Edmund Clark and Johnathan Watkins at PhotoLondon – Talk

Talk with Edmund Clark and Johnathan Watkins (Director at IKON Gallery in Birmingham) which is part of the PhotoLondon Talk that accompanies PhotoLondon Show.

‘Edmund Clark: The Day the Music Died features a linked series of publications and photographic projects completed over more than 10 years. This site-specific exhibition invokes an immersive and sensory engagement with the experiences of observation, detention, and disorientation explored through the artist’s work.’ (International Center of Photography, 2018)

Clark has recently exhibited at the IKON Gallery a show that will get discussed later in the talk. Clark is currently exhibiting in New York at IPC with a show titled ‘The day the music died’ ( a song by Don MacLean.) The IPC show is the third time Edmund has exhibited work from his war on terror bodies of work. This work has already been show in different forms at the Imperial War Museum (London) and in Germany. Each time the work has been shown Edmund explained that its configuration has changed to work with the gallery space and new work has been introduced alongside previous bodies of work. (Reflection: In preparing for my own exhibition this is useful point of reflection that the space can influence the way the work is read.) The shape of the gallery allowed Clark construct a central enclosed space to house projections for new body of work titled 198 2000 which is images of abuse of people held in detention. 198 relates to the number of images released. The space means that the reader will walk in front of the projector beam and the images abuse executed in our name by government will fall on our bodies.

Installation Shoot, Day the Music Died, Edmund Clark, IPC, January 2018

The outside of the space has television screen showing images of individuals who are related to the war on terror. Another wall hosts the redacted documents related to detention of terror suspects. Another wall show picture of the safe houses used to hold detainees as they were  transported or detained alongside images from the detention camps. Clark states that the banality of these images is a way for people to connect with these places as the images could be seen as similar to the images one might take of our own homes when trying to rent a room on a site such as AirBnB.

Extraordinary Rendition was a new strategy for visual arts based around Investigative Journalism (Reflection contemporary art can take on new genres and forms as we explore different ways of telling stories and therefore one should not be afraid to explore new paths.) Clark discussed the way technology has changed views on fighting terror and the legality of unmanned drones. Nobody is there to record the effects of these weapons and impact on the ground which can make its feel this type of warfare is somehow clinical with no collateral damage that photographers and journalists on the ground would traditionally record. There are questions of the legality of these types of strikes where power is projected from homes in the USA.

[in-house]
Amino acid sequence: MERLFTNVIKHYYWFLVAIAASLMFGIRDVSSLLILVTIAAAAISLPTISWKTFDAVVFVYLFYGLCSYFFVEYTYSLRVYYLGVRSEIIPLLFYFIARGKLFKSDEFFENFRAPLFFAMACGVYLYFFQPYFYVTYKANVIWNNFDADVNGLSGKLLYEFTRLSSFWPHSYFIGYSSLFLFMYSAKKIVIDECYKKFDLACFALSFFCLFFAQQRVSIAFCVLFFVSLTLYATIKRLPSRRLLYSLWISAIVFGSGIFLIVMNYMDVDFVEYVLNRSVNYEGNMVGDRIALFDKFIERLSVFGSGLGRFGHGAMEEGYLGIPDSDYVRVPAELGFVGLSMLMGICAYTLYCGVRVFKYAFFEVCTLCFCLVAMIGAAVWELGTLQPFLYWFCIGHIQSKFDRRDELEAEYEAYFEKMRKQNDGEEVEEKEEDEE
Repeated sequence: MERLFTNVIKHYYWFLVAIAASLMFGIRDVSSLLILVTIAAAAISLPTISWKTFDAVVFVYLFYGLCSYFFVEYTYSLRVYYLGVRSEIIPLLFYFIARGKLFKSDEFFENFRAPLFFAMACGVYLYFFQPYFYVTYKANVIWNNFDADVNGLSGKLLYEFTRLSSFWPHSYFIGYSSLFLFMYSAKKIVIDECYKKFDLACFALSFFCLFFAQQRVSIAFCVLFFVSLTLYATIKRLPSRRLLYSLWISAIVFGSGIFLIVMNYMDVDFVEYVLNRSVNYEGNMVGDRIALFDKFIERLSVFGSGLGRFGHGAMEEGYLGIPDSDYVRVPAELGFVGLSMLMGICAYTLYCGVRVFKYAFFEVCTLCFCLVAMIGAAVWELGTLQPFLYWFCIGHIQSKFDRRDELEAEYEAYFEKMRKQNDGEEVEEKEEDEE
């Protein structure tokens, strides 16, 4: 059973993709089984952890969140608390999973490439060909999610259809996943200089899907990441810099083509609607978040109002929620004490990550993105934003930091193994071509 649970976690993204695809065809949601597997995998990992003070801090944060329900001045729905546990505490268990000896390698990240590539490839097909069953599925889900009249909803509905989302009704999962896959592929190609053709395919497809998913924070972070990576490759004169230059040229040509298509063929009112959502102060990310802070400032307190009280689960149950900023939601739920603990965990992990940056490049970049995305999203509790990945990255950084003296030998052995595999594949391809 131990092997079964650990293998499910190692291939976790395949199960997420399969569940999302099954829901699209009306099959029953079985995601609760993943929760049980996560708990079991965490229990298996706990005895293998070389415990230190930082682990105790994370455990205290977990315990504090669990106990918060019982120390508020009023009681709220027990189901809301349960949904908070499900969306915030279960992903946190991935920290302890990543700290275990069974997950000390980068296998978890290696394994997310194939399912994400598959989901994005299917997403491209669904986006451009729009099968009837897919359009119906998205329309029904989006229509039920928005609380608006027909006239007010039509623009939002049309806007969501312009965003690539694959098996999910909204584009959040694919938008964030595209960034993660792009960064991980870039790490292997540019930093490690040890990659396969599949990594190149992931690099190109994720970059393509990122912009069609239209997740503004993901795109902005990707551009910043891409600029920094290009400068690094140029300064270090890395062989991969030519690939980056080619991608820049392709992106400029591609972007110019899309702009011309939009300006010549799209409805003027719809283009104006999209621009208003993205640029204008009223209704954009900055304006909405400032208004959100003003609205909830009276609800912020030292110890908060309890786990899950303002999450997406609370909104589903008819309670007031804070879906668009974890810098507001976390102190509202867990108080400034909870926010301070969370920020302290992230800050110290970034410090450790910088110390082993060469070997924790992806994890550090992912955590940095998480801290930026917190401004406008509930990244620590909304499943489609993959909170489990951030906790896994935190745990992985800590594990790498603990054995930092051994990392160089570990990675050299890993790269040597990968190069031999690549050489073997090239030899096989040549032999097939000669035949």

The IPC exhibition was named after one of the songs played to disorientate detainees. Clark indicates knowing this fact means has fundamentally changed the way he view this song. Many other audio that we associated with our lives such as the Simpsons was also played to control those in detention alongside the use of physical interrogation techniques such as water boarding.

The talk proceeded to talk about the recent exhibition at IKON ‘A Place of Hate’ (Ikon-gallery.org, 2018)  Clark has been in residency at the prison for a number of years and the work on exhibition has been created with the approval of the HMP. ‘

Edmund Clark, In Place of Hate, HMP Grendon, 2017, courtesy of the artist Ikon and Flowers Gallery

Established in 1962, HMP Grendon requires inmates to accept responsibility for their offence. Within the prison environment they can exercise a degree of control over the day-to-day running of their lives, making a commitment to intensive group therapy and democratic decision-making, whilst holding each other to account. Evidence shows that Grendon has delivered lower levels of violence in prison and reduced instances of reoffence after release.’ (Ikon-gallery.org, 2018

Edmund Clark, In Place of Hate, HMP Grendon, 2017, courtesy of the artist Ikon and Flowers Gallery